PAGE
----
The hospital has averaged a patient intake of five times its official capacity since the war began in June 2011, now serving 150,000 people a year. Catena, a Catholic missionary doctor from the United States, has personally performed thousands of life-saving surgeries.
In the two months following the attack on the Mother of Mercy, three more health facilities in South Kordofan were bombed, including those run by Médecins Sans Frontières (MSF) and German Emergency Doctors (GED). The same MSF clinic was bombed for a second time in January 2015, prompting the French-founded medical NGO to stop operations in the country soon thereafter.
MSF explicitly named the Sudanese Armed Forces as being responsible for the bombing and called on President Omar al-Bashir’s government to “respect the assistance brought to the population.”
"We’re not leaving. We’re going to stay here and keep doing our job." - Dr. Tom Catena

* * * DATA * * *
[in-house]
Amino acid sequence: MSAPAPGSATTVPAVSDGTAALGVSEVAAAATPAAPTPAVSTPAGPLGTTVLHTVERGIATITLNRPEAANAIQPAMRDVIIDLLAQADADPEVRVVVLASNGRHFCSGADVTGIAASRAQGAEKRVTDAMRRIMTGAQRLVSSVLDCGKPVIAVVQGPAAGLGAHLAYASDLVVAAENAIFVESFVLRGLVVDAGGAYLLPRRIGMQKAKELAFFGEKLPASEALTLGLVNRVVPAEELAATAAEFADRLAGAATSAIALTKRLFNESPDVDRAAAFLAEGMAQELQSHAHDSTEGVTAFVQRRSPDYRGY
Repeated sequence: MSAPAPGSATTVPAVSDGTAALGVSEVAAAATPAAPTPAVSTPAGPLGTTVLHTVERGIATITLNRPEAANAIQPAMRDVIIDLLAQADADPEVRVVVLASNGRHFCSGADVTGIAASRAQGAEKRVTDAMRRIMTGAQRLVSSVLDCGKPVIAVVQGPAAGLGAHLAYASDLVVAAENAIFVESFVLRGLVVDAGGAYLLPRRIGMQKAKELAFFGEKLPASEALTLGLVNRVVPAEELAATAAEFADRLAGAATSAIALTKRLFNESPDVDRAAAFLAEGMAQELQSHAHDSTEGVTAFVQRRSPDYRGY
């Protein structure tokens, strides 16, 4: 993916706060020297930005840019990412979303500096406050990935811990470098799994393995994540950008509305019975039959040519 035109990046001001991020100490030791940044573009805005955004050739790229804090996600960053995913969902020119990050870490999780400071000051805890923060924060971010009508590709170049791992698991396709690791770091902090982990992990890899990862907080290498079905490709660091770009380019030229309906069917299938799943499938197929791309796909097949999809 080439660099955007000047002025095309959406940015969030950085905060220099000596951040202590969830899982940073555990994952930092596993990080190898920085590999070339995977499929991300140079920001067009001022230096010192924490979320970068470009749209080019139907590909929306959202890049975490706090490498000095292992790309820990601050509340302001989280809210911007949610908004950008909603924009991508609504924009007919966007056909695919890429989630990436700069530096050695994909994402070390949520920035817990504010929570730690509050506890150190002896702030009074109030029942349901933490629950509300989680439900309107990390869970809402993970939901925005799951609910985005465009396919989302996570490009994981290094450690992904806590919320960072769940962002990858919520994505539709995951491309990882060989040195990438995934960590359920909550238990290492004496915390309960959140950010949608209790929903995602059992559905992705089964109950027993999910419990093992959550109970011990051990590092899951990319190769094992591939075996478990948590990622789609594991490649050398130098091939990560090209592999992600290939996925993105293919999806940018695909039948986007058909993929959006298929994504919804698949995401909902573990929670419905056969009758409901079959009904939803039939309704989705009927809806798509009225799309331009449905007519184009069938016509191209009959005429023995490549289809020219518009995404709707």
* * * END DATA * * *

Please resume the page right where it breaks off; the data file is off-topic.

But asked whether the government would allow NGOs to freely go about their work in South Kordofan, government adviser Rabi Abdel Atti insisted: “There is no obstruction of humanitarian activities.”
Reports from the ground suggest that the aerial bombardment of civilian areas in South Kordofan is commonplace. Some 4,000 bombs have fallen on civilian areas since April 2012, three or four a day on average, according to Nuba Reports.
“You learn to live with it,” reflected Mirja Hommel, a lab technician at GED, one of the few international organisations still operating in the region.
Hommel explained how the sound of an aeroplane overhead had changed in meaning over time.
“In the past, they would circle before they dropped bombs,” she told IRIN. “Now they come and they just drop. Now if you hear a plane… you better head for the nearest foxhole.”
Foxholes, deep pits dug in the ground that serve as bomb shelters, can be found near almost every civilian structure in the Nuba Mountains.
“It just becomes a natural thing... If they bomb today, the following day we go back to work,” Kamal Malak, health coordinator at the Nuba Relief, Rehabilitation and Development Organisation (NRRDO), a local NGO, told IRIN.